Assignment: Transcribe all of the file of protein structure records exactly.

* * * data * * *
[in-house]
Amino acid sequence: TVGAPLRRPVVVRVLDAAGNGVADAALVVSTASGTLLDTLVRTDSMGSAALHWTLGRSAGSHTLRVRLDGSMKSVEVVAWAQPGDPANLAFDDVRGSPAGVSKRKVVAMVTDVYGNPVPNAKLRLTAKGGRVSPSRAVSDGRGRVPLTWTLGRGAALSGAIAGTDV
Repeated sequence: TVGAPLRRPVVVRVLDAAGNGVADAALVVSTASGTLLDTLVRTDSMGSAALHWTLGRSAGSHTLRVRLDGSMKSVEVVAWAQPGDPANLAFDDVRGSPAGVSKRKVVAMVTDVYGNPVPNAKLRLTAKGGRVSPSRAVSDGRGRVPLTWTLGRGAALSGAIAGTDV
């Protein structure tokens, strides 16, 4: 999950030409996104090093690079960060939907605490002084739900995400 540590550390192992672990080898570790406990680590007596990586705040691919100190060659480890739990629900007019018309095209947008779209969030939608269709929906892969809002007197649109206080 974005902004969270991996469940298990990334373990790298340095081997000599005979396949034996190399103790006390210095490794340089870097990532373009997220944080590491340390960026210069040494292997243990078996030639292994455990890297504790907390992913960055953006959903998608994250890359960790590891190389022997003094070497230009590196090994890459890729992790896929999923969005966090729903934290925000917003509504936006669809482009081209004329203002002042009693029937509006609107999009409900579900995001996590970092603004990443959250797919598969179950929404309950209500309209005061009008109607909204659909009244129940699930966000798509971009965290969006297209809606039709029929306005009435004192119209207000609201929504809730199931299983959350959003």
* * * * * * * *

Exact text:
[in-house]
Amino acid sequence: TVGAPLRRPVVVRVLDAAGNGVADAALVVSTASGTLLDTLVRTDSMGSAALHWTLGRSAGSHTLRVRLDGSMKSVEVVAWAQPGDPANLAFDDVRGSPAGVSKRKVVAMVTDVYGNPVPNAKLRLTAKGGRVSPSRAVSDGRGRVPLTWTLGRGAALSGAIAGTDV
Repeated sequence: TVGAPLRRPVVVRVLDAAGNGVADAALVVSTASGTLLDTLVRTDSMGSAALHWTLGRSAGSHTLRVRLDGSMKSVEVVAWAQPGDPANLAFDDVRGSPAGVSKRKVVAMVTDVYGNPVPNAKLRLTAKGGRVSPSRAVSDGRGRVPLTWTLGRGAALSGAIAGTDV
């Protein structure tokens, strides 16, 4: 999950030409996104090093690079960060939907605490002084739900995400 540590550390192992672990080898570790406990680590007596990586705040691919100190060659480890739990629900007019018309095209947008779209969030939608269709929906892969809002007197649109206080 974005902004969270991996469940298990990334373990790298340095081997000599005979396949034996190399103790006390210095490794340089870097990532373009997220944080590491340390960026210069040494292997243990078996030639292994455990890297504790907390992913960055953006959903998608994250890359960790590891190389022997003094070497230009590196090994890459890729992790896929999923969005966090729903934290925000917003509504936006669809482009081209004329203002002042009693029937509006609107999009409900579900995001996590970092603004990443959250797919598969179950929404309950209500309209005061009008109607909204659909009244129940699930966000798509971009965290969006297209809606039709029929306005009435004192119209207000609201929504809730199931299983959350959003």